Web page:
Until now, although some important pieces of work have been reported on deadband scheduling schemes in NCSs, which have a great significance on both theoretical development and practical applications in NCSs, it is worth noting that the obtained results on deadband scheduling in NCSs mostly focus on the system simulation and performance analysis; few papers have solved the problems of controller design and synthesis, which are more useful and challenging than the issue of performance analysis. In addition, to the best of our knowledge, few related results have been established for discrete-time NCSs with deadband scheduling, which motivates the work of this paper.
In this paper, we propose a deadband scheduling scheme to save the limited bandwidth resources while guaranteeing the desired control performance. Considering the influence of uncertain short time-delay, the NCSs with both deadband scheduling and time-delay is modeled as a discrete-time system with parameter uncertainties. By the Lyapunov functional and LMI approach, the control problem is investigated. Finally, a numerical example is given to show the usefulness of the derived results.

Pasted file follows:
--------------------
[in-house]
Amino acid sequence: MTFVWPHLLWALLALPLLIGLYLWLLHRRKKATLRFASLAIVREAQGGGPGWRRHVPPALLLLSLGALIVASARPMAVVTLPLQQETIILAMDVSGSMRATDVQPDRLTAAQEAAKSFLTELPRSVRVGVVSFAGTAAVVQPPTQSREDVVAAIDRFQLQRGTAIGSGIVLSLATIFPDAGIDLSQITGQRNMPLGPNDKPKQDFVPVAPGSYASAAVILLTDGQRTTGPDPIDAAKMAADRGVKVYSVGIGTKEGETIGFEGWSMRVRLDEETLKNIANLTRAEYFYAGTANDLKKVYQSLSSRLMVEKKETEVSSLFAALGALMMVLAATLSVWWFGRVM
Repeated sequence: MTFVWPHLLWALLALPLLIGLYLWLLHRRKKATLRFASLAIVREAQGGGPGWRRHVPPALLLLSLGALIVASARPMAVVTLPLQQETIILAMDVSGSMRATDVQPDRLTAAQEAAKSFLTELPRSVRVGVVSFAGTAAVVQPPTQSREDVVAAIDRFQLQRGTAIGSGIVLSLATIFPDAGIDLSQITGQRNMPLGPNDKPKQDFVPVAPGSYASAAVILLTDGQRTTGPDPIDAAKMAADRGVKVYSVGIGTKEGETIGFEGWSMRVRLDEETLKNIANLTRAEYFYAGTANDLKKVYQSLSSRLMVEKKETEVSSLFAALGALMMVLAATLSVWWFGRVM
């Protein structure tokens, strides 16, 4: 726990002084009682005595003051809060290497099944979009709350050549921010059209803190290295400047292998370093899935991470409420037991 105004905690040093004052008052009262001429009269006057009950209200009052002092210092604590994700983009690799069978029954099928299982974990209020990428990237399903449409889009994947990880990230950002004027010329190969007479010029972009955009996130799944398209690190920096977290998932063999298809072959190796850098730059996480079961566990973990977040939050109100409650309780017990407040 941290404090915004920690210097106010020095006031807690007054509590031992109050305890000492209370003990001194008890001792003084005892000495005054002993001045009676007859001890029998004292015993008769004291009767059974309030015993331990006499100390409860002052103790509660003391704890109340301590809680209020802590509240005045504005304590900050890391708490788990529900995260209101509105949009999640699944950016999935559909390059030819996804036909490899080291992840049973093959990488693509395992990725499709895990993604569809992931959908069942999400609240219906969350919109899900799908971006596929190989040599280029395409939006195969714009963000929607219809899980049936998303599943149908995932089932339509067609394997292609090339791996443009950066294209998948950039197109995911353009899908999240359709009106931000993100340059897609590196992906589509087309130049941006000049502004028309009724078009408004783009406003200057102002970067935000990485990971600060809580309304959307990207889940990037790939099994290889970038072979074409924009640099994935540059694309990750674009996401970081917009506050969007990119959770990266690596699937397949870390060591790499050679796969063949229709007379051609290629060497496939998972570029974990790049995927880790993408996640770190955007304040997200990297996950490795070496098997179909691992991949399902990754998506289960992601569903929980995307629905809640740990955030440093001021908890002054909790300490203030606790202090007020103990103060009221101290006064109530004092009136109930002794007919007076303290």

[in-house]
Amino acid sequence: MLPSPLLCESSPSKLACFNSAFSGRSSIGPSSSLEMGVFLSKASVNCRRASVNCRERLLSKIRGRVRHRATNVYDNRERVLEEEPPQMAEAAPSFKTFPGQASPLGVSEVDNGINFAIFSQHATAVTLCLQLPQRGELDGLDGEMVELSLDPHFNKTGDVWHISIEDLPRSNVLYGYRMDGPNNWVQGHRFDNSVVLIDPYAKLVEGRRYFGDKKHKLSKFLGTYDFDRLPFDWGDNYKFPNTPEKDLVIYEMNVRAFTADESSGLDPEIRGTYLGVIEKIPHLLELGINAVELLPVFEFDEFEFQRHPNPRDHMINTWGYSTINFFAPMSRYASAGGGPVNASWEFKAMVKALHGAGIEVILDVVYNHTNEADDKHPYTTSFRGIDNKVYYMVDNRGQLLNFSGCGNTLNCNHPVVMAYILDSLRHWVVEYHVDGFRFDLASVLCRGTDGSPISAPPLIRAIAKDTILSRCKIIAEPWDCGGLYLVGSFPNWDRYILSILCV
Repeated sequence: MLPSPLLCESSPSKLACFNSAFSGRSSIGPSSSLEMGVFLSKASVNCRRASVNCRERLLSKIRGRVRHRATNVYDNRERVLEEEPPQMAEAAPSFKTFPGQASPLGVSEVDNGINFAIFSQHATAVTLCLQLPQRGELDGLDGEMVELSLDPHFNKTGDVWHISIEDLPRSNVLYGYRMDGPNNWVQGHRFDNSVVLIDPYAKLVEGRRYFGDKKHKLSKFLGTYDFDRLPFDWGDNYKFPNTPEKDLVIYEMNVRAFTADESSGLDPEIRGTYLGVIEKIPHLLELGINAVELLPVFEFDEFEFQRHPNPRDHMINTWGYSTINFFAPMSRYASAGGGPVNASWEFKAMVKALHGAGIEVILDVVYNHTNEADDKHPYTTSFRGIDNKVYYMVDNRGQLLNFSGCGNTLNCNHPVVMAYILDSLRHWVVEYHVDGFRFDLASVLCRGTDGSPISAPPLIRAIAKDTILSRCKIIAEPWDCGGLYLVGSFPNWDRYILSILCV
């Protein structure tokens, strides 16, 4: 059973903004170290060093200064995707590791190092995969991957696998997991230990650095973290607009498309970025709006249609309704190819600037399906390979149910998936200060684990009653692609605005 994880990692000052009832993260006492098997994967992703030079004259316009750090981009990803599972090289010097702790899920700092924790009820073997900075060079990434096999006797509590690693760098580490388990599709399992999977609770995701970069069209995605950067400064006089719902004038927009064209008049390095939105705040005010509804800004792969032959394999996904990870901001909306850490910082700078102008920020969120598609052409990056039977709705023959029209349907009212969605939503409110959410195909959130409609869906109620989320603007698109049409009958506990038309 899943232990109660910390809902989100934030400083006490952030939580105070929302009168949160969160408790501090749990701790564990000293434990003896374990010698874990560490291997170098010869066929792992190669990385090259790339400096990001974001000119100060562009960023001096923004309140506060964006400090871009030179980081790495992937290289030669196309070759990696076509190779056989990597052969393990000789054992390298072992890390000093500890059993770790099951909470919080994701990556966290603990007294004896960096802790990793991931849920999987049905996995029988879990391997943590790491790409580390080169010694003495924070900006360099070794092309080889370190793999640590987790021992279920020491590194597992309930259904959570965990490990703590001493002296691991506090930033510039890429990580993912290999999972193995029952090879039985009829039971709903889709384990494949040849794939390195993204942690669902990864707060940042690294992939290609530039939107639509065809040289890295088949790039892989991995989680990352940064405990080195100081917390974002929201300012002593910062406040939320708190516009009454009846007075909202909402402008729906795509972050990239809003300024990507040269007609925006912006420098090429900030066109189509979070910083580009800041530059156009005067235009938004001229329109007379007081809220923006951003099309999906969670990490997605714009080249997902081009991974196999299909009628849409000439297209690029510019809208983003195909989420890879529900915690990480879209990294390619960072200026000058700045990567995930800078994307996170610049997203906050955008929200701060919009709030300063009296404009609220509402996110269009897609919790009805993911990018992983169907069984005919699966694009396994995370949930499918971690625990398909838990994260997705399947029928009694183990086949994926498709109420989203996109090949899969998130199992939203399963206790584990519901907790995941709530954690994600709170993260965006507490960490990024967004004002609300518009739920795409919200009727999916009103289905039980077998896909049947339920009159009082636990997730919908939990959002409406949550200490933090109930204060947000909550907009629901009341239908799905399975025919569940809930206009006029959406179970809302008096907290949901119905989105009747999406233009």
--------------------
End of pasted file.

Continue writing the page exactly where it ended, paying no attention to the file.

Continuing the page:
The rest of this paper is organized as follows. Section 2 gives a discrete-time model of the closed-loop system. In Section 3, a state feedback controller is designed to ensure the closed-loop system asymptotically to be stable with performance index. Section 4 demonstrates the validness of the proposed method through a numerical example. Conclusions are given in Section 5.
Notation. The notations used throughout this paper are fairly standard. denotes the -dimensional Euclidean space. refers to the Euclidean vector norm. is the space of square summable infinite sequence. and 0 represent the identity matrix and zero matrix with appropriate dimensions, respectively. stands for a diagonal matrix. The superscripts “” and “−1” represent matrix transpose and inverse, and “*” denotes the term that is induced by symmetry.
2. Problem Description and Modeling
The networked control system with deadband scheduling in this paper is shown in Figure 1, where deadband schedulers (DS1, DS2) are set in the sensor and controller, respectively, is sensor-to-controller delay, and is controller-to-actuator delay.